With this album, comprising two earlier EPs, Japan’s Nisennenmondai take their gloriously groove-centered noise jams to the international stage. This all-female instrumental trio has garnered plenty of attention in their native land and has recently been lauded by members of groups like Battles and No Age, who on tour had discovered their fearsome live shows. Although they come saddled with a wealth of influences, partly due to their habit of naming songs after influential experimental-rock outfits, they still manage to own it uniquely, deftly careering from krautrock lock-grooves to industrial clang to nihilistic overdrive.
Like ESG, the other all-female rhythm juggernaut, the main muscle behind Nisennenmondai is the drummer: Sayaka Himeno’s standout playing is the group’s indispensible motor. It’s a mighty sound, and it’s sometimes difficult to fathom that it is emanating from three adorable Japanese girls just out of college. The group’s loosely improvised playing style is such a deliciously dissonant freewheeling caterwaul that it’s surprising to find out, for example, that the jarring steel-cage fight of opener “Pop Group” wasn’t recorded by an impromptu studio horde, Red Krayola-style. The track is also a compelling example for the benefits of lo-fi recording: The oversaturated sonics only make the metal-machine stomp sound that much more unhinged and out there.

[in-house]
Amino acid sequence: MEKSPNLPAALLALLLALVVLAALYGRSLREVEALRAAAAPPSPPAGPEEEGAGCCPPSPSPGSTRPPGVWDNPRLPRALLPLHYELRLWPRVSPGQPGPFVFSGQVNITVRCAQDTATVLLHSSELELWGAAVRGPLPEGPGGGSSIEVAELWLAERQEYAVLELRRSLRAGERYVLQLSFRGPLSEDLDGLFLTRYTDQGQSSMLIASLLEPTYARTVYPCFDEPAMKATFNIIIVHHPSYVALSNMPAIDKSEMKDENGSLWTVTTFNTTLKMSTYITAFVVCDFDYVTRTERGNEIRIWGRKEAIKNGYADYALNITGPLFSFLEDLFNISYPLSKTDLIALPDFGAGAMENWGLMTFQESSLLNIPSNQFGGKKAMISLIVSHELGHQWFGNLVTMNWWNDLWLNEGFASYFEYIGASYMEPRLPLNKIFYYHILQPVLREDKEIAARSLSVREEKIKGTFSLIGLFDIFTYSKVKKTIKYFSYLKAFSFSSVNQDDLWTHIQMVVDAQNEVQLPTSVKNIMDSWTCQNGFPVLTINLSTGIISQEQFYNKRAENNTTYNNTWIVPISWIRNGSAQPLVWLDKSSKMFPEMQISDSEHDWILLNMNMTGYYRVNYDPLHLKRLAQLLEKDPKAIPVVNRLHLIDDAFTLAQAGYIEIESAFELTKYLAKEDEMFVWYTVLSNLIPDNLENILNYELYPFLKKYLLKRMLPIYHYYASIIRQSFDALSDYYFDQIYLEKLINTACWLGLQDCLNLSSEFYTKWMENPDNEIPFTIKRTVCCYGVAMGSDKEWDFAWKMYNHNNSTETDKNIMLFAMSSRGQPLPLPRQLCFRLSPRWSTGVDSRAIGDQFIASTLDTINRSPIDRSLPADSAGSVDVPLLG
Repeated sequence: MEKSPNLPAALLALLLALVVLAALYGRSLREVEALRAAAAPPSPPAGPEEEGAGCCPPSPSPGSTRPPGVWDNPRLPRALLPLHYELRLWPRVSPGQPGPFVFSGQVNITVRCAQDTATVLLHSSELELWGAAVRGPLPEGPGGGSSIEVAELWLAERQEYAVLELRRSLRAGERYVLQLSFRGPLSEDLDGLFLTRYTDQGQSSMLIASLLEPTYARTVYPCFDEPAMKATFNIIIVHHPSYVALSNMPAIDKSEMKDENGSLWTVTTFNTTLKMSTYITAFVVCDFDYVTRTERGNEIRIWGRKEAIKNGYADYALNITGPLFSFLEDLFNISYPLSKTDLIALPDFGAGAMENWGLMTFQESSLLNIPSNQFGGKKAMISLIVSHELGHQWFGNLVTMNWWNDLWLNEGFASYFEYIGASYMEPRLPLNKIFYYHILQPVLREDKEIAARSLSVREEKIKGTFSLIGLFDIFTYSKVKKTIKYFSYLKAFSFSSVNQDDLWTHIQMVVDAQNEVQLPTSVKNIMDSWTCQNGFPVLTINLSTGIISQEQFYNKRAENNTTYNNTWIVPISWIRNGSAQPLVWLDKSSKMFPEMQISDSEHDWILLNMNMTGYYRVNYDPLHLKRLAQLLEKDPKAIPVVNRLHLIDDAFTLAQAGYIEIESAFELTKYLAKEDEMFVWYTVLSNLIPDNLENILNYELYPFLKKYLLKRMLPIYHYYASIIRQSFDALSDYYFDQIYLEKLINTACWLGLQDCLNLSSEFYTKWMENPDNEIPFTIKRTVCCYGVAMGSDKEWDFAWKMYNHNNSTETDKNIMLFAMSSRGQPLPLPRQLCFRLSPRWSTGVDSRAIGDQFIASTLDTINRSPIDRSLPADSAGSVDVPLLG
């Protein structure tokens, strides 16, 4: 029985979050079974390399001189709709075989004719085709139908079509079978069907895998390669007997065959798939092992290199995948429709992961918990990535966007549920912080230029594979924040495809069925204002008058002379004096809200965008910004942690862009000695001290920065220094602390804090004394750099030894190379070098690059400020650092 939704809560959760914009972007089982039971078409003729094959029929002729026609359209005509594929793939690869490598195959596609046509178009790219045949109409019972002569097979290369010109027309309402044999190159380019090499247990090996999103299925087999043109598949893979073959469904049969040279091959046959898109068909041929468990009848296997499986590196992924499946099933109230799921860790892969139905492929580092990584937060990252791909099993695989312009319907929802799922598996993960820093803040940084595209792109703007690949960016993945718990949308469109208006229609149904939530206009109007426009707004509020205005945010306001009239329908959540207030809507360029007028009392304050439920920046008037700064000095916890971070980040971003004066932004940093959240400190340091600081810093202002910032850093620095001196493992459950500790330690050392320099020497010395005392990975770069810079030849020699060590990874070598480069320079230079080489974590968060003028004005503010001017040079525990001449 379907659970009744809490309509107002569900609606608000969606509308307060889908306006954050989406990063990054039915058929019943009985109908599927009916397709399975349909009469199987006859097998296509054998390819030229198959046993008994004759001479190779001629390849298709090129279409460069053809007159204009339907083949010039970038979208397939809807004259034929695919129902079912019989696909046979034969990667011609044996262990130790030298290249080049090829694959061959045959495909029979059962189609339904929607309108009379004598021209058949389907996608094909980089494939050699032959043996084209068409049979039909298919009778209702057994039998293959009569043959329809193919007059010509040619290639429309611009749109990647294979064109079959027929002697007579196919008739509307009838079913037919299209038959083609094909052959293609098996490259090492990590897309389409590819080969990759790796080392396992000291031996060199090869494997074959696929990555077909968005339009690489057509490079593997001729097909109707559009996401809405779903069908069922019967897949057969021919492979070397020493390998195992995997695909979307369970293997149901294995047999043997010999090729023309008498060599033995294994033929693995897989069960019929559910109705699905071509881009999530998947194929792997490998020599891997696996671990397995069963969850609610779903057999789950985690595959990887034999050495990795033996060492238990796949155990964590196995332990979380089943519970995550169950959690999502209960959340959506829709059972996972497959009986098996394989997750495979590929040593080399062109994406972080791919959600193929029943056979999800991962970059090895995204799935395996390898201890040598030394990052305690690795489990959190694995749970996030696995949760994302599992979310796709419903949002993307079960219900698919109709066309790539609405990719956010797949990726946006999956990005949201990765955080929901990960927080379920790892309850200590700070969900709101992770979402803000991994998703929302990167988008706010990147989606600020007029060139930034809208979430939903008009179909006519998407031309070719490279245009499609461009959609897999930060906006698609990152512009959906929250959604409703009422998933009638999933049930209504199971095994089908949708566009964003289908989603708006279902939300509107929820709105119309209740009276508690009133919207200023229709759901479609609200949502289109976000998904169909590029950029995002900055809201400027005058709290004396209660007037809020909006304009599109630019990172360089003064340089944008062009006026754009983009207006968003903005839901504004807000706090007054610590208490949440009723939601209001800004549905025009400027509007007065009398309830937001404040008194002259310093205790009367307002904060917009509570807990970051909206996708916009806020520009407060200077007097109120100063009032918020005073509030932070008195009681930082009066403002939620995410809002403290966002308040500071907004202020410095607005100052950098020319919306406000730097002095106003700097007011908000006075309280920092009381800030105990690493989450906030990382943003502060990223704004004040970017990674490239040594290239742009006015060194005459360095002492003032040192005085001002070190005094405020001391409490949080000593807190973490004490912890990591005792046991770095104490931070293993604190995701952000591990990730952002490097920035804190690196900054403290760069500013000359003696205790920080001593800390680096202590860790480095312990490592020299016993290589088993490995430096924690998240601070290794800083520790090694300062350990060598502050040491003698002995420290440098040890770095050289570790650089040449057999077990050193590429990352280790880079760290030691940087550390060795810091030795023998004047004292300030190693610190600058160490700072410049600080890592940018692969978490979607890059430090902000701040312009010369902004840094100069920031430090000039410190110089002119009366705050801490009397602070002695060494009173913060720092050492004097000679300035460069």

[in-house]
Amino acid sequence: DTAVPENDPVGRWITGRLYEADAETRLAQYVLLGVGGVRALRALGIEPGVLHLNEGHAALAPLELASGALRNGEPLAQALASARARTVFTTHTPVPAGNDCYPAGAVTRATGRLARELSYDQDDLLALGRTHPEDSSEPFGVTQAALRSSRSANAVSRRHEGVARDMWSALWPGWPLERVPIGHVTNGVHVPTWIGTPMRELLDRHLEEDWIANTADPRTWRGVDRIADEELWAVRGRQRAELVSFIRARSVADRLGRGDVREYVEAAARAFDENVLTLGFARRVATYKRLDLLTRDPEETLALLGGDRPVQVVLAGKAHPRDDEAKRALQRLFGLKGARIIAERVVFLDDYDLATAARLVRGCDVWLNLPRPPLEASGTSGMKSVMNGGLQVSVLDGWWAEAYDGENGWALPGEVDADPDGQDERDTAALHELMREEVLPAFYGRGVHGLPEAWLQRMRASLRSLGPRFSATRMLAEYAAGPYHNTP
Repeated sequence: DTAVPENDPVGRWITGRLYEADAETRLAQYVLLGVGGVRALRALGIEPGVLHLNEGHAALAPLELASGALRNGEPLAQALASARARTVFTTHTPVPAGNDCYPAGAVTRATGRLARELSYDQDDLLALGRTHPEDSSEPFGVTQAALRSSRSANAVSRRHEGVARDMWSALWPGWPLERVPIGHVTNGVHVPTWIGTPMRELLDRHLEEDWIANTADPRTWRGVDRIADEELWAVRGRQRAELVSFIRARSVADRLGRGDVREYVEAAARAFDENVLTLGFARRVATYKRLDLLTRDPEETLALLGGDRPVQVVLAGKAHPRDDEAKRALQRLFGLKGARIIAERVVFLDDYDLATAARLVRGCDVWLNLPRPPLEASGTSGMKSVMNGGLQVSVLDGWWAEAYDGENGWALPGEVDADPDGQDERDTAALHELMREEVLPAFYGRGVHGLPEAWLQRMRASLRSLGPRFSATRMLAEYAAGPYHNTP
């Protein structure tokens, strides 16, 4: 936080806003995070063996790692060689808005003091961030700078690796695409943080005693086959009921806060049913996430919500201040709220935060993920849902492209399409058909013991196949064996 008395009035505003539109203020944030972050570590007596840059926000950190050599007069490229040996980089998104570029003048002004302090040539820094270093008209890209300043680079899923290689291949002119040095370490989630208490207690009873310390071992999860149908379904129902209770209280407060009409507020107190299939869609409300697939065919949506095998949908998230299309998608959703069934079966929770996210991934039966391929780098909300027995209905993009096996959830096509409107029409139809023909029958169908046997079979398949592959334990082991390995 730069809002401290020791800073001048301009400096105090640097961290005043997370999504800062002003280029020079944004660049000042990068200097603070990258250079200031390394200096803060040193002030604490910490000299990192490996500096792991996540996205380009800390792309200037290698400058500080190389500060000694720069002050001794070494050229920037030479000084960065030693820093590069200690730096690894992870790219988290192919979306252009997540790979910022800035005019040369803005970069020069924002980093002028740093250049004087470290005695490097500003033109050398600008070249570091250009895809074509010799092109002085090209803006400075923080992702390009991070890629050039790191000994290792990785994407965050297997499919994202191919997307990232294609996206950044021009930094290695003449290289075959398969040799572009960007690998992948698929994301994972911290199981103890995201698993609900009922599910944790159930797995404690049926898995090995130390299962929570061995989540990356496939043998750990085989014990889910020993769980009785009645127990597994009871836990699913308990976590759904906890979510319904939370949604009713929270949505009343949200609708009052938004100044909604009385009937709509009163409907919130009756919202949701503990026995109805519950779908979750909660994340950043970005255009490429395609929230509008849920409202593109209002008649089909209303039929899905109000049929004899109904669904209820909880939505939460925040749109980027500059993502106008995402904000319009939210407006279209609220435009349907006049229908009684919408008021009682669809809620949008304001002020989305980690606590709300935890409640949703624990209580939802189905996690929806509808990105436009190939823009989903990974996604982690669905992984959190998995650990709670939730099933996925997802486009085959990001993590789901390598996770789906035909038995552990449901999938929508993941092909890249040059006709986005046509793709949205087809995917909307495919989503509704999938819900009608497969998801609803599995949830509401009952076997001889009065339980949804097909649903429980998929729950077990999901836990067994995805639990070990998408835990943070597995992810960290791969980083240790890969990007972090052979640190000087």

The follower, “This Heat,” is dominated by lower-gear but even more relentless, blood-stirring wonky rhythms. The jagged, unpredictable drumming and guitar/bass interplay produces a whirling whiplash that after long enough begins to make you feel like you’ve been staring too long into the sun. “Sonic Youth” indeed bears an unmistakable kinship with the titular group’s early releases, like their own self-titled debut EP or the epic tour collage “Sonic Death.” But instead of steering and swerving away from the angular rumble in true no-wave fashion, the girls mind-meld into the kind of clamorous thunder that fans of Liars and the Boredoms are certainly familiar with.
The album highlight is “Ikkkyokume,” a psychedelic burner presented here in two different takes: a whirling torrent of cymbal crashes and guitars that makes it sound like the girls are riding out the currents at the deepest end of the “Diamond Sea.” Such force and free-jazz intensity produces a momentum that feels simultaneously propulsive and extremely static. It’s a trance-rock maelstrom that’s Not Safe for Work because there’s a fair risk you’ll end up in a glazed-eye stare while coworkers wave their fingers to check for signs of life.
The record’s back end sees more of a return to more traditional no-wave maneuvers, all straitjacketed skeletal beats and razorlike guitar work that befits any student of noise-rock luminaries like Lydia Lunch, DNA, Mars, or James Chance: Seems like the New York late ’70s no-wave scene is these days not only ripe for scholarly book treatment but fit to be an object of the powerful mimetic impulse that Japanese culture is so renowned for.